Zumiez sees lacklustre quarterly result on harsh North American market
Sporting goods retail chains are facing problems in the current American market. Sports Chalet, Sports Authority and Pacific Sunwear, have all reported delicate operating environments across hundreds of stores. It's a sign of shift in the sector.
It's in this market context that Zumiez, another big-name American sporting goods retailer with 643 stores across North America (of which 599 are in the U.S.), released its first-quarter financial results, ended April.
During the three-month period, the group witnessed a sales drop of 2.6% compared to the same period last year, or $173 million. Comparable sales dropped 7.5%, linked to a decrease in footfall across North American stores.
The American firm, which also owns Blue Tomato in Europe, reported a profit for the same period a year ago, but saw this year's first quarter end with an operational loss of almost $4 million. Net profit was $2.8 million a year ago, compared to a loss of $2.1 million this year's opening quarter.
Talking about the result, Richard Miles Brooks, group CEO and director, said the group had revised down planned store its openings.
"In light of lower traffic the past 12 months, we are prudent concerning our approach to store openings in 2016," said Brooks, in his quarterly presentation.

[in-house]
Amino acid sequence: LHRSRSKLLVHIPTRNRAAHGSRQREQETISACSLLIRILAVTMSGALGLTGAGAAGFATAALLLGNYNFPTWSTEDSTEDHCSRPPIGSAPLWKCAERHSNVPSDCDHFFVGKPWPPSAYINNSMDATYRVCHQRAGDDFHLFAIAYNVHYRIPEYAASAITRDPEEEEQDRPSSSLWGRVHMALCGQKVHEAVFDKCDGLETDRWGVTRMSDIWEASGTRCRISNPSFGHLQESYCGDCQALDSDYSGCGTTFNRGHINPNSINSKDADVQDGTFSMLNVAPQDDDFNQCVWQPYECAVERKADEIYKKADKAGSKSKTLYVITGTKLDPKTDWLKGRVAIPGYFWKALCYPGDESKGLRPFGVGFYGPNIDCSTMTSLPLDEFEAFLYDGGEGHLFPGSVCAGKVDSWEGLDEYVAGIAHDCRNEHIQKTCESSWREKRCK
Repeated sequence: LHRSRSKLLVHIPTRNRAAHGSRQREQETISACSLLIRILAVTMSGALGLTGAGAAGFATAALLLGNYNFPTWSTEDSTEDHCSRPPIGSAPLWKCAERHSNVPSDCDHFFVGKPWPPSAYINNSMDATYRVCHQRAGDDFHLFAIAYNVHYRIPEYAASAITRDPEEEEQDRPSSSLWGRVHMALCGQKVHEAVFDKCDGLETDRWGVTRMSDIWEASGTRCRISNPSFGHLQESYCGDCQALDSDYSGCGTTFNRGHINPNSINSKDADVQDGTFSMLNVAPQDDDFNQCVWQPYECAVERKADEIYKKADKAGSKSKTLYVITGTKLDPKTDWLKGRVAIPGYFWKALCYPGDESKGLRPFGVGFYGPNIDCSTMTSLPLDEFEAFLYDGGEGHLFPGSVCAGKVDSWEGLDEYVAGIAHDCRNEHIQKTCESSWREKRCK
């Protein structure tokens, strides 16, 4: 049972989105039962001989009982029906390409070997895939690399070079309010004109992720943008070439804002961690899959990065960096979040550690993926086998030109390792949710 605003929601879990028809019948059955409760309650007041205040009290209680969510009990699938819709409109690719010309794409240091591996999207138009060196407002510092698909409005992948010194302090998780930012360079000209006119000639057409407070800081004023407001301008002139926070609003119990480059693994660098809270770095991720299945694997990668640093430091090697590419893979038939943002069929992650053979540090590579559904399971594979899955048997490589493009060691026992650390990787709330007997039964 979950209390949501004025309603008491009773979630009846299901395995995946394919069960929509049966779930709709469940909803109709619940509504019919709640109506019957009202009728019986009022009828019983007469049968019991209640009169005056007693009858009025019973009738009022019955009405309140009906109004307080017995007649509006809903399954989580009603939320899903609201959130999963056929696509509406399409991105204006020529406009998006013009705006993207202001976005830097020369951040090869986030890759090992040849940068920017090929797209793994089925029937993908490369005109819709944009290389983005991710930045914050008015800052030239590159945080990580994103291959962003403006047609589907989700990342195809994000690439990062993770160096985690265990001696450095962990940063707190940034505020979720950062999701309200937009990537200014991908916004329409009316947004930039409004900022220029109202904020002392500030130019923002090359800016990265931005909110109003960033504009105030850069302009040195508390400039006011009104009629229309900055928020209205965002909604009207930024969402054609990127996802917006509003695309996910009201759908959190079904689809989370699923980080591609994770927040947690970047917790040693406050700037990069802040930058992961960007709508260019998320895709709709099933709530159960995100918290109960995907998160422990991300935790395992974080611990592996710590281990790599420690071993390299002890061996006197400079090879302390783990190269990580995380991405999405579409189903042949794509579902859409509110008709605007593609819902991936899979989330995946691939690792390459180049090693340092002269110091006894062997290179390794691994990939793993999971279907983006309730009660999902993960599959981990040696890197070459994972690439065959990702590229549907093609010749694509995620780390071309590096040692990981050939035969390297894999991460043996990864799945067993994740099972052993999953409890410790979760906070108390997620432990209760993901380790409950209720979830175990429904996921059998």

The group now expects to open 22 stores in North America compared to previous its plans for 27. The seven Blue Tomato stores slated for Europe are still going ahead. Meanwhile, the group commented on the slight dip in activity but reinforced that activity had progressed beyond expectations during the last year.
Referring to the current retail situation in North America, the director said: "I think as a whole, specialist stores are suffering from a lack of attractive products for the consumer. With two decades experience, I can say that the fashion world, and consommation, is cyclical. I don't think the market's fundamentally changed, but there is a shift in what consumers are willing to spend. (...) I believe we have to understand that a part of the post-recession headache is a level of frugality among all consumers. I think we need to integrate and define how to bring value to the consumer.
"This can be defined in many ways depending on the position of niche retailers in the market. I think that each niche is going to see one dominant player which will emerge as the winner. In my opinion, the winning model is to create a global lifestyle footprint with a truly differentiating perspective. Again, you work with youth brands and help them grow on a global platform, and as a firm and global partner, you provide a very unique shopping experience, being part of a community."
Despite the complicated situation, the group highlighted the evolution of its menswear. "We are encouraged by the outcome of emerging brands, said the CEO. "And I believe we are seeing still interesting opportunities with emerging brands, while growing our online store and exclusives."
Looking ahead, the group expects to record a revenue decrease of 6-8% in the second quarter, or figure between $172-176 million.
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